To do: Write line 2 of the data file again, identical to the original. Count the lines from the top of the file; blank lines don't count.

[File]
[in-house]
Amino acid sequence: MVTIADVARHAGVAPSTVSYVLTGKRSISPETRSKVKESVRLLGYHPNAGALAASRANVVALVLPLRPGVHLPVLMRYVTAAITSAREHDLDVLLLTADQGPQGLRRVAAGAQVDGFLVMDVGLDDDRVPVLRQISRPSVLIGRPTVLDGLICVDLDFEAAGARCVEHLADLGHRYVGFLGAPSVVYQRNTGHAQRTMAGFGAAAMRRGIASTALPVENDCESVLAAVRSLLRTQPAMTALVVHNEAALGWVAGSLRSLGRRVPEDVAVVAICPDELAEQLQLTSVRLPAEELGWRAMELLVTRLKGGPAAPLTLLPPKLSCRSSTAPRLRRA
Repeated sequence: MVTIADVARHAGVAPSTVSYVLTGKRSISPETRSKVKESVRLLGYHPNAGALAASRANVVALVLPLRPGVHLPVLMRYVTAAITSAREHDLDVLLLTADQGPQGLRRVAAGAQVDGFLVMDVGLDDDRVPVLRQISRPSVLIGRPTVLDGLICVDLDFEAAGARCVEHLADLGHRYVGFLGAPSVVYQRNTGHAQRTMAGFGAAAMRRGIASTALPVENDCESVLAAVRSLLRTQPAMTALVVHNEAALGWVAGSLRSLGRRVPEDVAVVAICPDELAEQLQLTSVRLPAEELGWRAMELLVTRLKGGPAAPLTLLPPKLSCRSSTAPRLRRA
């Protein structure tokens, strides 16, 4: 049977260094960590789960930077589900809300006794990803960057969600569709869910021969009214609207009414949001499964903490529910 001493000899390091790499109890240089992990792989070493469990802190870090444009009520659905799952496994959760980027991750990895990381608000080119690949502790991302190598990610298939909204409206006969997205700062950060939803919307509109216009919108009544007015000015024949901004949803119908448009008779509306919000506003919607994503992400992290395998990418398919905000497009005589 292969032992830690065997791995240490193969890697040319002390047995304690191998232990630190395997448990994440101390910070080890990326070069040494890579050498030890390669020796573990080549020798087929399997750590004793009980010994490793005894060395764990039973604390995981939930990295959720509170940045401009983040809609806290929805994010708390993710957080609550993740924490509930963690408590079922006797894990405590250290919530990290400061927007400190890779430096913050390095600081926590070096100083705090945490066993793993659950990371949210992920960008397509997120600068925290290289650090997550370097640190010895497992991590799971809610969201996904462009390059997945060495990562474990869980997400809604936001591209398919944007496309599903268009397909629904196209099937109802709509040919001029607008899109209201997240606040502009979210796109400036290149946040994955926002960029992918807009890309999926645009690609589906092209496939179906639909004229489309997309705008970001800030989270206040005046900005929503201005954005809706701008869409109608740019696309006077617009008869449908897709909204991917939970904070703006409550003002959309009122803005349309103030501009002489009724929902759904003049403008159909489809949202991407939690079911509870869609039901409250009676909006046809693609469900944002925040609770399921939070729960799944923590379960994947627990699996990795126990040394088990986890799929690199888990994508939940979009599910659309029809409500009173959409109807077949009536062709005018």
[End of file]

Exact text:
Amino acid sequence: MVTIADVARHAGVAPSTVSYVLTGKRSISPETRSKVKESVRLLGYHPNAGALAASRANVVALVLPLRPGVHLPVLMRYVTAAITSAREHDLDVLLLTADQGPQGLRRVAAGAQVDGFLVMDVGLDDDRVPVLRQISRPSVLIGRPTVLDGLICVDLDFEAAGARCVEHLADLGHRYVGFLGAPSVVYQRNTGHAQRTMAGFGAAAMRRGIASTALPVENDCESVLAAVRSLLRTQPAMTALVVHNEAALGWVAGSLRSLGRRVPEDVAVVAICPDELAEQLQLTSVRLPAEELGWRAMELLVTRLKGGPAAPLTLLPPKLSCRSSTAPRLRRA